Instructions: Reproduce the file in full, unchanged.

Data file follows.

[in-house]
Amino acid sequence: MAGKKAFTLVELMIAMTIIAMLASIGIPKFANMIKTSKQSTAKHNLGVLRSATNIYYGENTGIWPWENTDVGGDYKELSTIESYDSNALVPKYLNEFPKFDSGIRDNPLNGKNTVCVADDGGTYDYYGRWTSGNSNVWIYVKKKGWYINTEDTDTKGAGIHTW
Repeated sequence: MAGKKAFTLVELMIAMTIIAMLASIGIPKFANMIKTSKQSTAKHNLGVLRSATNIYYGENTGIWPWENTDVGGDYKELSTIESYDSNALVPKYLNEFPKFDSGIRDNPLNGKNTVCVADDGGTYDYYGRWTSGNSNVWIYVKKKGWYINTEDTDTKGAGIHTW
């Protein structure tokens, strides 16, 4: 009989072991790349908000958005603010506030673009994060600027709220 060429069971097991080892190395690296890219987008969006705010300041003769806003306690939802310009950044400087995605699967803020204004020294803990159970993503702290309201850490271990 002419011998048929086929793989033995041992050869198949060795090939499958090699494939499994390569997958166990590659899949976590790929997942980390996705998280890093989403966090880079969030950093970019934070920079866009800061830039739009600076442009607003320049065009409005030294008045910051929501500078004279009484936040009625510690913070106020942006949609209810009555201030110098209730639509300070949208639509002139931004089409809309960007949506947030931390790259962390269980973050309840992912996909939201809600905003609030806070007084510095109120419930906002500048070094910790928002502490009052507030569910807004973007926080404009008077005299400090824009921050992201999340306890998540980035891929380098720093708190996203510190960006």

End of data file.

[in-house]
Amino acid sequence: MAGKKAFTLVELMIAMTIIAMLASIGIPKFANMIKTSKQSTAKHNLGVLRSATNIYYGENTGIWPWENTDVGGDYKELSTIESYDSNALVPKYLNEFPKFDSGIRDNPLNGKNTVCVADDGGTYDYYGRWTSGNSNVWIYVKKKGWYINTEDTDTKGAGIHTW
Repeated sequence: MAGKKAFTLVELMIAMTIIAMLASIGIPKFANMIKTSKQSTAKHNLGVLRSATNIYYGENTGIWPWENTDVGGDYKELSTIESYDSNALVPKYLNEFPKFDSGIRDNPLNGKNTVCVADDGGTYDYYGRWTSGNSNVWIYVKKKGWYINTEDTDTKGAGIHTW
């Protein structure tokens, strides 16, 4: 009989072991790349908000958005603010506030673009994060600027709220 060429069971097991080892190395690296890219987008969006705010300041003769806003306690939802310009950044400087995605699967803020204004020294803990159970993503702290309201850490271990 002419011998048929086929793989033995041992050869198949060795090939499958090699494939499994390569997958166990590659899949976590790929997942980390996705998280890093989403966090880079969030950093970019934070920079866009800061830039739009600076442009607003320049065009409005030294008045910051929501500078004279009484936040009625510690913070106020942006949609209810009555201030110098209730639509300070949208639509002139931004089409809309960007949506947030931390790259962390269980973050309840992912996909939201809600905003609030806070007084510095109120419930906002500048070094910790928002502490009052507030569910807004973007926080404009008077005299400090824009921050992201999340306890998540980035891929380098720093708190996203510190960006």